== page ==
They spent the next four hours exploring the city, taking picture after picture until all 12 rolls of film were used up and they were both happily exhausted. He watched her work, even as he took dozens of photos of his own. She watched him too, much as he watched her and picked up - even on that first day, little tricks she would not have thought of on her own. Then they ate sandwiches in the dark room and she watched him bring her photos - and his own - to magical life. She was in heaven. And just when she thought it couldn't get any better, they ordered Chinese food - which soon became her favorite - and he showed her many of his own photos. Her favorite was a strange photo of green M&Ms in a giant Starbucks cup. She didn't know why she liked it so much, but she did. He told her it wasn't one of his favorites and if he had to guess why she liked it, he thought it was because the colorfulness of it that appealed to her after so many years of being forced to create her work in black and white. She had realized that he was right. He knew her that well even from that first day. And she knew she was home in that moment. She knew that everything was going to be alright.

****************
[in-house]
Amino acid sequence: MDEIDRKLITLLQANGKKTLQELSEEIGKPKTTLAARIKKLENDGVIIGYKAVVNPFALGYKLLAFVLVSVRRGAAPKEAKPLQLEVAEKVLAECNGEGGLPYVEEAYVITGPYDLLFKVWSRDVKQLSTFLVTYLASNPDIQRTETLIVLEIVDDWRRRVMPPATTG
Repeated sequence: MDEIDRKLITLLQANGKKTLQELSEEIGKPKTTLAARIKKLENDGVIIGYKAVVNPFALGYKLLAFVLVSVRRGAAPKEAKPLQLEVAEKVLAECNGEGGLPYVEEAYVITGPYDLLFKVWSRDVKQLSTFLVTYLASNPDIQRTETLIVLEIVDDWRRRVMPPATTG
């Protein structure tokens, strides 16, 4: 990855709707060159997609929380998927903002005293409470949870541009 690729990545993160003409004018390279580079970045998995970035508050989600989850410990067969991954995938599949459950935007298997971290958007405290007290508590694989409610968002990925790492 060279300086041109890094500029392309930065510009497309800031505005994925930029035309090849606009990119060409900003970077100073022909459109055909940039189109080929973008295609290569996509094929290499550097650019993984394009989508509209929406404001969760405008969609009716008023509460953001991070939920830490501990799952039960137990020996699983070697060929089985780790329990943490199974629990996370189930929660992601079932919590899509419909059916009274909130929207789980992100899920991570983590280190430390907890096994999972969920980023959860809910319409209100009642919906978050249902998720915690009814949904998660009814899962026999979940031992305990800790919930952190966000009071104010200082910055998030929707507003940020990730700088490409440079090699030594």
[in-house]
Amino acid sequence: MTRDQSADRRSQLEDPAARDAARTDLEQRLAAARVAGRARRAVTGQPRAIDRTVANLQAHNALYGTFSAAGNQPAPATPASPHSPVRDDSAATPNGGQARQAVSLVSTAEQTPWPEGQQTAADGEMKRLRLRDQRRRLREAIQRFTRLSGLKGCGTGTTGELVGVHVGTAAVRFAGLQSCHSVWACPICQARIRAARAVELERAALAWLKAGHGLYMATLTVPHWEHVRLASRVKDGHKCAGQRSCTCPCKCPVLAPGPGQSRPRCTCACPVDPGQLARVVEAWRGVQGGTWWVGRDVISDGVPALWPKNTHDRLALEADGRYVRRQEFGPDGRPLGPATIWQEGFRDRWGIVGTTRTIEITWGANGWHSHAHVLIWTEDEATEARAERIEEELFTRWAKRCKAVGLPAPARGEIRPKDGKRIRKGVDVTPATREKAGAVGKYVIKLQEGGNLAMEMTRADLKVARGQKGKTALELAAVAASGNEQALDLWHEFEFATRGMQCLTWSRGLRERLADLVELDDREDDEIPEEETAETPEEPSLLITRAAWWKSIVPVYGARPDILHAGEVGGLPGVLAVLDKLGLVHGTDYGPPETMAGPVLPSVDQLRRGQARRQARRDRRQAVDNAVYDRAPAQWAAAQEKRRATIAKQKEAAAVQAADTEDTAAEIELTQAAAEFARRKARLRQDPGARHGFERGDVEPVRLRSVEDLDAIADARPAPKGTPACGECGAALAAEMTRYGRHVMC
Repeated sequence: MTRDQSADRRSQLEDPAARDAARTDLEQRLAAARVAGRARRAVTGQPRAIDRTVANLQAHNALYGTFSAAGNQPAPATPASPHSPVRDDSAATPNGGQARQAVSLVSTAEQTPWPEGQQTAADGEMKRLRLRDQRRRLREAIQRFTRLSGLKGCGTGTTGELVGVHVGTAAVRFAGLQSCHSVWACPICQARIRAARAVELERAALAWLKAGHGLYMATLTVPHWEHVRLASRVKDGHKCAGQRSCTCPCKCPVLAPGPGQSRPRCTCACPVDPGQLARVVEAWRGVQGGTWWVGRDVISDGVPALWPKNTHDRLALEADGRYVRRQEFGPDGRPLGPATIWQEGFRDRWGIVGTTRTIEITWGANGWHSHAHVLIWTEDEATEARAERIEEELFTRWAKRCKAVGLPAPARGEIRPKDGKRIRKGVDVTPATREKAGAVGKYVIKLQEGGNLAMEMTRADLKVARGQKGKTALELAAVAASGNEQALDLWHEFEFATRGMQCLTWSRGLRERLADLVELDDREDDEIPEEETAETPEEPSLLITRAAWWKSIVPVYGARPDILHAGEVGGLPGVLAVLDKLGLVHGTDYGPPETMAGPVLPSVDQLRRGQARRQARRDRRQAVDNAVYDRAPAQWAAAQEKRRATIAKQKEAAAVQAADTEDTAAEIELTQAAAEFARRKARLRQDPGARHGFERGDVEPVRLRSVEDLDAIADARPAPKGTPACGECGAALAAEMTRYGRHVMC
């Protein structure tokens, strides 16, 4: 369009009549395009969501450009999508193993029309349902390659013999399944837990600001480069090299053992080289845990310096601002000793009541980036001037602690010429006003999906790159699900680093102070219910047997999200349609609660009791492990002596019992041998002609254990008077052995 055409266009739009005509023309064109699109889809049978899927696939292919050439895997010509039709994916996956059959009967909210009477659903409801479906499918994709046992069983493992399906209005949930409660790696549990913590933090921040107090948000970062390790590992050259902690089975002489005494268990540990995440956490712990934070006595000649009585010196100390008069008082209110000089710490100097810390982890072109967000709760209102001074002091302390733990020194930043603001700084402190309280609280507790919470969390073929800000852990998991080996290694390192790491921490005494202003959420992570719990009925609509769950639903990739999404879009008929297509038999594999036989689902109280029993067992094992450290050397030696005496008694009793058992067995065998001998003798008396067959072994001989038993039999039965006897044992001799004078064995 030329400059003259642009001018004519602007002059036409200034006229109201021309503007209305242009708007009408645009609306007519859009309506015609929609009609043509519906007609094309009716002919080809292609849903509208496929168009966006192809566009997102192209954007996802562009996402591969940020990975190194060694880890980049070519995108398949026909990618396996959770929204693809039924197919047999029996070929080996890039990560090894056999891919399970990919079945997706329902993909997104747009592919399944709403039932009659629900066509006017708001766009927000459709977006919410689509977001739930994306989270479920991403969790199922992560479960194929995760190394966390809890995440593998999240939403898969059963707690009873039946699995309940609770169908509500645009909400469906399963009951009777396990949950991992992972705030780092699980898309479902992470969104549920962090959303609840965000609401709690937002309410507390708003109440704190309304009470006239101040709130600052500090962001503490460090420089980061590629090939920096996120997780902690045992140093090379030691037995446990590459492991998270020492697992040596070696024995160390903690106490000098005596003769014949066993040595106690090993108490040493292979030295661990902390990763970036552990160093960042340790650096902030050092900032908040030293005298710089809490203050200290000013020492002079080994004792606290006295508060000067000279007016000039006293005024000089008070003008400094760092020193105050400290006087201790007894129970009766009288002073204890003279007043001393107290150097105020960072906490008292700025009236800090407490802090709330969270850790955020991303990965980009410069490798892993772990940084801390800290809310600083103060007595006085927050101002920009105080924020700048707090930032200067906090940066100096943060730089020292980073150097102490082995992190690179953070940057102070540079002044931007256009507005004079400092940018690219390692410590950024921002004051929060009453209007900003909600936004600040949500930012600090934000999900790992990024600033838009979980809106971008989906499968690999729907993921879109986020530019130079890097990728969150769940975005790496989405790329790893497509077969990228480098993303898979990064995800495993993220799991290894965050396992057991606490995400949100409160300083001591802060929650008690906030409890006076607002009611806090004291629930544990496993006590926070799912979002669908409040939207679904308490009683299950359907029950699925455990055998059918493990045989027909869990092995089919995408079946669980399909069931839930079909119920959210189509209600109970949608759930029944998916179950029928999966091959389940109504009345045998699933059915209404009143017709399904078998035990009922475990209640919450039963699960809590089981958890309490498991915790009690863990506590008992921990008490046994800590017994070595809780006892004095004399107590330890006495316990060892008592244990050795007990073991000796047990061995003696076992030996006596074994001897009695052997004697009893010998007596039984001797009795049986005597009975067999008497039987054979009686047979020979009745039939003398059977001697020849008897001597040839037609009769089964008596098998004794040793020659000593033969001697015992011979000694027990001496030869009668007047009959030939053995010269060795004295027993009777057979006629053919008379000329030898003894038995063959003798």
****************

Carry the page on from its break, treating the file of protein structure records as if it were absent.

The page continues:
It was the beginning of a life-long (probably an eternal) friendship. Carlotta Rodriguez spent the next 15 years as Tony's adopted daughter and devoted student. He taught her everything there was to know about cameras, light and shadow, framing, developing film. He taught her about art and beauty, nurtured and nourished her talent, her passion and when she was ready, fostered her career. And he did something even more important; he wrapped her in kindness and love. He became the father she had never had, and his gentle generosity eased the pain of losing her mother at such a tender age. It didn't take long for Carlotta to become famous in her own right, but she became something better than famous. She was happy and fulfilled - in her life and in her work. Not everyone can say that.